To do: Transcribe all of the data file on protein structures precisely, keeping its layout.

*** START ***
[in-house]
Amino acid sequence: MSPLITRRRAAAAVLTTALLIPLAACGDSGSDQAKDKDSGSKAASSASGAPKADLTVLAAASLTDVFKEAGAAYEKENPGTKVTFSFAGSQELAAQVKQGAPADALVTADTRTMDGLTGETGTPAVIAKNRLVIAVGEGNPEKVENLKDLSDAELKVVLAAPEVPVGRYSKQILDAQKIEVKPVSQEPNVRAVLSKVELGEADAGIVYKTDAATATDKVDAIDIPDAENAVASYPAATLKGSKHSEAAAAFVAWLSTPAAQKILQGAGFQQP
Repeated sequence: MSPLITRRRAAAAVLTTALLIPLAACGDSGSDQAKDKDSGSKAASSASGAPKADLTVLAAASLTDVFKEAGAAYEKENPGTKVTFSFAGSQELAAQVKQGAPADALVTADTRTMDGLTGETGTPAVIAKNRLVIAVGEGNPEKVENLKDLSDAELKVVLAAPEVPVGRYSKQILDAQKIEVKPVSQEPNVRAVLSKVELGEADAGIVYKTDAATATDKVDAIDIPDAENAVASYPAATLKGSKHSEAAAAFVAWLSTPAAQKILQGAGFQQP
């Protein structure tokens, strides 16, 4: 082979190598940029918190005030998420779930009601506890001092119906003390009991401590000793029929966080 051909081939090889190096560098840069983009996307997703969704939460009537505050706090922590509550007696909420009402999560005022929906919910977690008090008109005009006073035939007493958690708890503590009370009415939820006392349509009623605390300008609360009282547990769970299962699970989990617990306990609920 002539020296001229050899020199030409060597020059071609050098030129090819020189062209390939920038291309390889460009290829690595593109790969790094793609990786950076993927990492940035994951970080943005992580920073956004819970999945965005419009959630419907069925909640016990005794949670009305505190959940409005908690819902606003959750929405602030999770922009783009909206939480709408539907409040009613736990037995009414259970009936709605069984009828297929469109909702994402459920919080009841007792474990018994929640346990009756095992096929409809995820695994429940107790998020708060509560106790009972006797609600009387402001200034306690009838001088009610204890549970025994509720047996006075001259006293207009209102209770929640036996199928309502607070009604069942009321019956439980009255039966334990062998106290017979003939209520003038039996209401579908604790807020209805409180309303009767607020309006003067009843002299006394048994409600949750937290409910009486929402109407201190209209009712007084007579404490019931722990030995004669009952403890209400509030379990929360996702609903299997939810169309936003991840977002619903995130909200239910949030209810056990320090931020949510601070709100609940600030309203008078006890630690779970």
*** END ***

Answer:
[in-house]
Amino acid sequence: MSPLITRRRAAAAVLTTALLIPLAACGDSGSDQAKDKDSGSKAASSASGAPKADLTVLAAASLTDVFKEAGAAYEKENPGTKVTFSFAGSQELAAQVKQGAPADALVTADTRTMDGLTGETGTPAVIAKNRLVIAVGEGNPEKVENLKDLSDAELKVVLAAPEVPVGRYSKQILDAQKIEVKPVSQEPNVRAVLSKVELGEADAGIVYKTDAATATDKVDAIDIPDAENAVASYPAATLKGSKHSEAAAAFVAWLSTPAAQKILQGAGFQQP
Repeated sequence: MSPLITRRRAAAAVLTTALLIPLAACGDSGSDQAKDKDSGSKAASSASGAPKADLTVLAAASLTDVFKEAGAAYEKENPGTKVTFSFAGSQELAAQVKQGAPADALVTADTRTMDGLTGETGTPAVIAKNRLVIAVGEGNPEKVENLKDLSDAELKVVLAAPEVPVGRYSKQILDAQKIEVKPVSQEPNVRAVLSKVELGEADAGIVYKTDAATATDKVDAIDIPDAENAVASYPAATLKGSKHSEAAAAFVAWLSTPAAQKILQGAGFQQP
């Protein structure tokens, strides 16, 4: 082979190598940029918190005030998420779930009601506890001092119906003390009991401590000793029929966080 051909081939090889190096560098840069983009996307997703969704939460009537505050706090922590509550007696909420009402999560005022929906919910977690008090008109005009006073035939007493958690708890503590009370009415939820006392349509009623605390300008609360009282547990769970299962699970989990617990306990609920 002539020296001229050899020199030409060597020059071609050098030129090819020189062209390939920038291309390889460009290829690595593109790969790094793609990786950076993927990492940035994951970080943005992580920073956004819970999945965005419009959630419907069925909640016990005794949670009305505190959940409005908690819902606003959750929405602030999770922009783009909206939480709408539907409040009613736990037995009414259970009936709605069984009828297929469109909702994402459920919080009841007792474990018994929640346990009756095992096929409809995820695994429940107790998020708060509560106790009972006797609600009387402001200034306690009838001088009610204890549970025994509720047996006075001259006293207009209102209770929640036996199928309502607070009604069942009321019956439980009255039966334990062998106290017979003939209520003038039996209401579908604790807020209805409180309303009767607020309006003067009843002299006394048994409600949750937290409910009486929402109407201190209209009712007084007579404490019931722990030995004669009952403890209400509030379990929360996702609903299997939810169309936003991840977002619903995130909200239910949030209810056990320090931020949510601070709100609940600030309203008078006890630690779970």